In the context of medicine, we typically speak of informed consent as having both an ethical and a legal basis. The ethics are related to patient autonomy and human rights. The legal perspective relates to the definition of what occurs if consent is not obtained, and a physical intervention occurs (assault or battery at a minimum and it would appear, gross negligence if things go wrong). The literature is replete with opinions, examples, justifications and explanations set out in academic texts, papers and commentaries together with a slew of well informed and misinformed items and articles on social networking sights and populist media. The mischaracterisation of informed consent was a major feature in the trial of Dr Mak. The mischaracterisation of informed consent was a contributory factor as the prosecution pursued its dishonest and unethical case against Dr Vanessa Kwan.

As I have already indicated, the prosecution medical expert Dr Chan JY committed perjury when he claimed to be trained in cosmetic surgery during his specialist training in plastic surgery in Hong Kong. This probably explains why he could make the statement that there is “lack of major and important information that is expected to be included in a normal consent form” and yet he provided no example or justification to support his opinion.

Now a bit more background to this fascinating case, some context, if you will. The operating theatre in this private clinic had two CCTV cameras which were oriented to cover the work environment around the operating table. The operating table itself was not covered by the CCTV cameras for privacy reasons. I do not know if any of the staff or the patient were aware of the cameras at the time of this case which was in 2014.  Nevertheless, the cameras showed the staff preparing the operation room and then bringing in the patient.  The time stamps from the two cameras were not synchronous as they were running at different frame rates also the audio was muffled, and the transcription was muddled. What was not in dispute is that the consent would be regarded as “Montgomery” compliant and, as confirmed by the other prosecution expert, Dr Phoebe Mainland, the defendant had disclosed the risks of operation including death to the deceased. Dr Mainland even detailed the time this information was imparted: 11:24:17. However, what was obvious to me was that the CCTV “evidence” showed an almost ritualistic signing of a consent form, a procedure, and not the process of obtaining an informed consent. Because of the time stamps it could be stated that the signing of the form took a matter of just a few minutes. This relates to the title of a previous blog series I have written, “Perceptions and Deceptions”. The consent form was complex and detailed, and it would have taken longer to read it than the recorded time it took to sign it. The perception given to the Jury was that this was just another example of a slap dash doctor going through the motions. For me, it was another example of a prosecutorial deception. Informed consent is a process. This is even more crucial to understand when the matter at hand is not a curative clinical procedure, not an experimental intervention as part of a clinical trial, but a cosmetic procedure.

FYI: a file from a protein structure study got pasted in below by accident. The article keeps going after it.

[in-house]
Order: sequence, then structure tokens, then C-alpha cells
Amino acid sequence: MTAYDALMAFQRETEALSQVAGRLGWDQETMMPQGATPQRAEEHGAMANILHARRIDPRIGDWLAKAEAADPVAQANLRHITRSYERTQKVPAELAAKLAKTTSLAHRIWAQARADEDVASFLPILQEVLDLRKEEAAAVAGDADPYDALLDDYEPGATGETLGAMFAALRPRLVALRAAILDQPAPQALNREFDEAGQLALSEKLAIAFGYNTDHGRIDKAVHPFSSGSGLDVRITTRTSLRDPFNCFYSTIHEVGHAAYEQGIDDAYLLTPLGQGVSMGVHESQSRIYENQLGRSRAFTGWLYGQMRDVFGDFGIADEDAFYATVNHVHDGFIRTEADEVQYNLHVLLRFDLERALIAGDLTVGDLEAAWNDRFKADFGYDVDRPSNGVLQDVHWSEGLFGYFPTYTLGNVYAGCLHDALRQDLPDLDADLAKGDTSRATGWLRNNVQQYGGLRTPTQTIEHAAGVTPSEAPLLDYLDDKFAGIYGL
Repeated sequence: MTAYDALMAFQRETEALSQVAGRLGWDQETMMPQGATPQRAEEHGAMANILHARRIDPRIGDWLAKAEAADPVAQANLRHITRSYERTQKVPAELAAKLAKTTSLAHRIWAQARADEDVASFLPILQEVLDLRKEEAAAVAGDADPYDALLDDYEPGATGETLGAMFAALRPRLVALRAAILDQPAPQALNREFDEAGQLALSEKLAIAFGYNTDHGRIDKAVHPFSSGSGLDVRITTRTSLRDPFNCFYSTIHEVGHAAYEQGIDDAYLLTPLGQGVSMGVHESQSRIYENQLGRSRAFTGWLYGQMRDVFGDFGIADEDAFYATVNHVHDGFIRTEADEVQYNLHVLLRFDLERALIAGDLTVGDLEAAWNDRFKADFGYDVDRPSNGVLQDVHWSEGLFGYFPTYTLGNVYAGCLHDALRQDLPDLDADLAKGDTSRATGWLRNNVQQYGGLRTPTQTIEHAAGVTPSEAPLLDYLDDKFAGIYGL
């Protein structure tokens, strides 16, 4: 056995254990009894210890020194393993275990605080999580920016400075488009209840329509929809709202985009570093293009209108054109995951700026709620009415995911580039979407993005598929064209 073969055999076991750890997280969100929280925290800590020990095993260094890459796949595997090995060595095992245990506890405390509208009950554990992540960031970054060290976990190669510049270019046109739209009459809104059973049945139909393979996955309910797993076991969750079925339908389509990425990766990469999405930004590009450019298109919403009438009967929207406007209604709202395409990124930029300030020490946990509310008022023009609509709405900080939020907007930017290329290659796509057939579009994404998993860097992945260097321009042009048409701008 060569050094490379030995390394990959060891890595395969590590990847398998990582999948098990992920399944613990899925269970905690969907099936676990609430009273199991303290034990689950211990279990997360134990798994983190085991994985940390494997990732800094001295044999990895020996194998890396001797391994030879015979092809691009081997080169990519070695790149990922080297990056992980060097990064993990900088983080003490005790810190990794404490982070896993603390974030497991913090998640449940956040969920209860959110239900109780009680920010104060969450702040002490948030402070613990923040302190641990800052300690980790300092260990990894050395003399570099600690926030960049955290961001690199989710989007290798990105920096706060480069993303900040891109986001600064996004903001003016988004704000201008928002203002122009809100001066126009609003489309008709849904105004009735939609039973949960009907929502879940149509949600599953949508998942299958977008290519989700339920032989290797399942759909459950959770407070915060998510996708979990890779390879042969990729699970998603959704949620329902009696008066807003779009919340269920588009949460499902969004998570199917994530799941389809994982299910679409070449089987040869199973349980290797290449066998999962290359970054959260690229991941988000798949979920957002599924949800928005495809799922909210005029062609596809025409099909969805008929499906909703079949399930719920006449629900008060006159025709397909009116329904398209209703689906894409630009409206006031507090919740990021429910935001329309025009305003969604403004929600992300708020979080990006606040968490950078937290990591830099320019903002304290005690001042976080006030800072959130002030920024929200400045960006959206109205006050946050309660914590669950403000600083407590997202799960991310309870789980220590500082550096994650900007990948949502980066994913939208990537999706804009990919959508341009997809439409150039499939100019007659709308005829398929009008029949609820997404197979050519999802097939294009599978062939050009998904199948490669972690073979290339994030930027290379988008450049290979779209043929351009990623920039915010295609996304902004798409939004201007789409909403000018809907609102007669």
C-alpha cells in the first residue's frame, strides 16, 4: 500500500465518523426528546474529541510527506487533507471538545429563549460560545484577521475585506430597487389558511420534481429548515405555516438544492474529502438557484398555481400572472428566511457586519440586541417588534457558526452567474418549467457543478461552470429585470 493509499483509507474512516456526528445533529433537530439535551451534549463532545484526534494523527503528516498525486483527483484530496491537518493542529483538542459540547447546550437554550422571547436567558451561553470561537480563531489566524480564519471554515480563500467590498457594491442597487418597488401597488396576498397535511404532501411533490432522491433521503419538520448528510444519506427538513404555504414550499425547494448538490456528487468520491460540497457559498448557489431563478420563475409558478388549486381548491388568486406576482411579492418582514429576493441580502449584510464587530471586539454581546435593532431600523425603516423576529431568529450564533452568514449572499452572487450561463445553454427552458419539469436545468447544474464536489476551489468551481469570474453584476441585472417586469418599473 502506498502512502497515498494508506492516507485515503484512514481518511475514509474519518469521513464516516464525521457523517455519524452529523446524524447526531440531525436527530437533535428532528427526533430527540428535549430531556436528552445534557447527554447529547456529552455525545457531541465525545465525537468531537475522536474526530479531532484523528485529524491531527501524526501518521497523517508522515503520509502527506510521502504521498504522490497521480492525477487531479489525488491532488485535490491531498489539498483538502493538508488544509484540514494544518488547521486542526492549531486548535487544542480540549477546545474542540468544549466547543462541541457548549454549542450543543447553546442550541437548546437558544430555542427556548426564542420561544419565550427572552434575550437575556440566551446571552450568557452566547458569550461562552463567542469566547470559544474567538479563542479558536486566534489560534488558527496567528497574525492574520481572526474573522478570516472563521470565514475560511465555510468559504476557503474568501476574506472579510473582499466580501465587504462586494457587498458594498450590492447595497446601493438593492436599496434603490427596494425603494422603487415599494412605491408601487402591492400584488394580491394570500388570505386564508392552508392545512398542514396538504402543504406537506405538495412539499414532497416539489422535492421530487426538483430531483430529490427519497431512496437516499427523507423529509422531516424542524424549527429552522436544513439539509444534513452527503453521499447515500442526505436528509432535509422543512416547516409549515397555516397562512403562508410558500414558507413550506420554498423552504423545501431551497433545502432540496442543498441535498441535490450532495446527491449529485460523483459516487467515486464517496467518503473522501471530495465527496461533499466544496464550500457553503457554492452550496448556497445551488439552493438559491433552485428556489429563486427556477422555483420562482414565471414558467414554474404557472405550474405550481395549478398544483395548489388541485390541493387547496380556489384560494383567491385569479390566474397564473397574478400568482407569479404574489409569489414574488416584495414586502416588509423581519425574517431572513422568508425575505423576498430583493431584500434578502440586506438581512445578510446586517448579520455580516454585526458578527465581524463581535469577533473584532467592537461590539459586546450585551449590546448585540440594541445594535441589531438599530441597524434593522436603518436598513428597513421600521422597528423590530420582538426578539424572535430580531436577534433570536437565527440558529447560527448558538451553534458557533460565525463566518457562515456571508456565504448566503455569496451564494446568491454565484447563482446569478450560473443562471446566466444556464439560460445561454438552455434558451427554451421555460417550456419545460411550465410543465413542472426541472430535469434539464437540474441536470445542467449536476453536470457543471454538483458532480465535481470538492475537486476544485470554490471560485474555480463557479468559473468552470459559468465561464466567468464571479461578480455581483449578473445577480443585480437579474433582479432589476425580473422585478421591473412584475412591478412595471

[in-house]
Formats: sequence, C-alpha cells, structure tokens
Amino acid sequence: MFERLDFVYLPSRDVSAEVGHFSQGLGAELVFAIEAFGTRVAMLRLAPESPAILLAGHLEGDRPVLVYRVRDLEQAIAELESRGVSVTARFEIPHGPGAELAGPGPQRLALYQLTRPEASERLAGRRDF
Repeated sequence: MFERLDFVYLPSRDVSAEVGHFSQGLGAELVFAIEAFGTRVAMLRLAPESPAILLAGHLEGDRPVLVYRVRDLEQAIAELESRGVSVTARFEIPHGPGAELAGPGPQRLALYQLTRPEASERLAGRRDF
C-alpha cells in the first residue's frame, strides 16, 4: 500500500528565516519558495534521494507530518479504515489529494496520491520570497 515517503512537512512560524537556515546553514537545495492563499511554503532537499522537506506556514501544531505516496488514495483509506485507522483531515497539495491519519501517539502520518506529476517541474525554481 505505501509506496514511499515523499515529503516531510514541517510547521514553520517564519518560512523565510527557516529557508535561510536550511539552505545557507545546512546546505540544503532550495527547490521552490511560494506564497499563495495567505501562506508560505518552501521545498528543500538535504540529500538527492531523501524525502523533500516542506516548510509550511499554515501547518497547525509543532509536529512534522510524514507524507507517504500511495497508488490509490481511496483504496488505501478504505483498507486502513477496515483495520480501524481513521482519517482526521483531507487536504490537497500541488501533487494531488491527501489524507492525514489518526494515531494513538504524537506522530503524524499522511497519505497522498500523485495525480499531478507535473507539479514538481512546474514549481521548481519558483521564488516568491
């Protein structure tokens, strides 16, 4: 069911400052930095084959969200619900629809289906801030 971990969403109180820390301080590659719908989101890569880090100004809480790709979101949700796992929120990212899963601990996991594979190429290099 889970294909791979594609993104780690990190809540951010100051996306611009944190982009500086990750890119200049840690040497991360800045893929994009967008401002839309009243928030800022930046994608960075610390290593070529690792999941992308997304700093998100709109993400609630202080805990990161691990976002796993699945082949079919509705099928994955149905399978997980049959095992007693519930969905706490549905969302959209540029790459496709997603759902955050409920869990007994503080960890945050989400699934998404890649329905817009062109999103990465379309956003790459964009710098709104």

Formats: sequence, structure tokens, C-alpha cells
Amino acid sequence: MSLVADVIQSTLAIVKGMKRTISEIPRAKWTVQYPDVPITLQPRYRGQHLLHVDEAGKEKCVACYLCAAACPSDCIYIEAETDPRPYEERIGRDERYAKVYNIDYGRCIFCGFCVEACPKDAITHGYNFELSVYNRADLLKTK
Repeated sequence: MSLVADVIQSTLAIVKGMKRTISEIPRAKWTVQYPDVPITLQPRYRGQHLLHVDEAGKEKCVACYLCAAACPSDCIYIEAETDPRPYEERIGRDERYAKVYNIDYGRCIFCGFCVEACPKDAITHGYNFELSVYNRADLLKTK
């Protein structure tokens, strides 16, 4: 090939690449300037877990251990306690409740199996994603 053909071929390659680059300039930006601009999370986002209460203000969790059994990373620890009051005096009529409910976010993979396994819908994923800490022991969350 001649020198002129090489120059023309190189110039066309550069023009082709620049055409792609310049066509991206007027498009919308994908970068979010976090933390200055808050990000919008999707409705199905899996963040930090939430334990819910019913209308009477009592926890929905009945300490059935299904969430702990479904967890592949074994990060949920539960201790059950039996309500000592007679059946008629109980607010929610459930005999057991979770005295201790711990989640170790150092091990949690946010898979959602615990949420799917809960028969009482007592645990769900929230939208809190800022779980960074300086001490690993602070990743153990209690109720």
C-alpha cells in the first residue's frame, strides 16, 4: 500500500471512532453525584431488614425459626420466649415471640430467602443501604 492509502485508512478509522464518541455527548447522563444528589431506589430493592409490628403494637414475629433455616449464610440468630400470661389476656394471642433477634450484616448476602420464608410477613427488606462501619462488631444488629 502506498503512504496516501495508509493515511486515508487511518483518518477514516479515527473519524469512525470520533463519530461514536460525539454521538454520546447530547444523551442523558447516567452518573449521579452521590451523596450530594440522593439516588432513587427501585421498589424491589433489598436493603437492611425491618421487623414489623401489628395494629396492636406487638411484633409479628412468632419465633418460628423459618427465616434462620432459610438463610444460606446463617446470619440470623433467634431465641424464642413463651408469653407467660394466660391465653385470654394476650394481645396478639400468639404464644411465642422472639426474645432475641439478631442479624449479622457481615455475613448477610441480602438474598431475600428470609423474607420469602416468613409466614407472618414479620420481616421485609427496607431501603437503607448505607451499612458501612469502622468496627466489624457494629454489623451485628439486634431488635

In addition to the consent form, there were notes for the patient to read which amplified certain areas of the consent process. Thus, the inherent risk of sedation was disclosed to patient under paragraph 15 of the consent form “I understand that intravenous sedative injection and anaesthetic have their inherent danger and traumatic effects…”

The patient also understood the relevant risks and had weighed them against the benefits as it states in paragraph 13 of the consent form: “I also understand that this is not an indispensable operation. It is my wish to undergo the operation”, and in the notices to the patient #6: “the operation is not an indispensable one. The doctor has already explained to patient risk and complications that may arise from the operation and has provided other solutions for consideration. The Patient firmly undergoes this operation after thorough deliberations. It is purely a personal request from the patient upon personal dissatisfaction against the current status”. (NB this was a translation of the Chinese documents).

My interest is pragmatic ethics. As such when does the “process” of informed consent begin? It must be context dependent and vary with each patient. Should we consider the reality that a doctor and a patient who know each other socially may have had discussions about the merits and risk of certain procedures over time? Should we consider the significance of the patient having undergone a similar procedure, performed by the same doctor, just weeks before? Until and unless we find a way to assess the true nature of the information imparted and the understanding derived, we cannot really assess whether a truly informed consent has been achieved. To my mind, a signature is not enough, neither is a video of the signing procedure. Perhaps we need a radical reset in medico-legal thinking and professional ethics. In clinical practice and in clinical research, informed consent is essential to ensure patient autonomy and basic human rights are protected. In cosmetic practice an additional reason for informed consent is to protect the basic human rights of the provider.

Andrew Burd (Prof)

The Chinese University of Hong Kong.

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